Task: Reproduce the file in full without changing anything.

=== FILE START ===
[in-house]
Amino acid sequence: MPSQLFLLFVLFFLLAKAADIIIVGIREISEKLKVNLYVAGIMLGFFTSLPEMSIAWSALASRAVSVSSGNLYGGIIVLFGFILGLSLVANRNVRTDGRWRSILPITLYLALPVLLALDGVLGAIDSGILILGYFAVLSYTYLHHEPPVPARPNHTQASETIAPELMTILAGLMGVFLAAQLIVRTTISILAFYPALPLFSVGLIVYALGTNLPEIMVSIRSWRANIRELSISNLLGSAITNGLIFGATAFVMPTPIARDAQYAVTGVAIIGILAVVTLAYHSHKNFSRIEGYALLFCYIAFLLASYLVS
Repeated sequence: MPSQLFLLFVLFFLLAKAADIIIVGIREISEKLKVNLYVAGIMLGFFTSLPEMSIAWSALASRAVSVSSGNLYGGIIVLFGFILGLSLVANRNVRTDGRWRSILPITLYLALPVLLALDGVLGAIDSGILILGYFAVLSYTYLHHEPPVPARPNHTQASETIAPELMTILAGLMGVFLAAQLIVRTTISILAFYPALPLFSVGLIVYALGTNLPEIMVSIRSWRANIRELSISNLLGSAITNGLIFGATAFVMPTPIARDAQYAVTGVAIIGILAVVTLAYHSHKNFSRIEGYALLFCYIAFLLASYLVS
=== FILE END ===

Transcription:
[in-house]
Amino acid sequence: MPSQLFLLFVLFFLLAKAADIIIVGIREISEKLKVNLYVAGIMLGFFTSLPEMSIAWSALASRAVSVSSGNLYGGIIVLFGFILGLSLVANRNVRTDGRWRSILPITLYLALPVLLALDGVLGAIDSGILILGYFAVLSYTYLHHEPPVPARPNHTQASETIAPELMTILAGLMGVFLAAQLIVRTTISILAFYPALPLFSVGLIVYALGTNLPEIMVSIRSWRANIRELSISNLLGSAITNGLIFGATAFVMPTPIARDAQYAVTGVAIIGILAVVTLAYHSHKNFSRIEGYALLFCYIAFLLASYLVS
Repeated sequence: MPSQLFLLFVLFFLLAKAADIIIVGIREISEKLKVNLYVAGIMLGFFTSLPEMSIAWSALASRAVSVSSGNLYGGIIVLFGFILGLSLVANRNVRTDGRWRSILPITLYLALPVLLALDGVLGAIDSGILILGYFAVLSYTYLHHEPPVPARPNHTQASETIAPELMTILAGLMGVFLAAQLIVRTTISILAFYPALPLFSVGLIVYALGTNLPEIMVSIRSWRANIRELSISNLLGSAITNGLIFGATAFVMPTPIARDAQYAVTGVAIIGILAVVTLAYHSHKNFSRIEGYALLFCYIAFLLASYLVS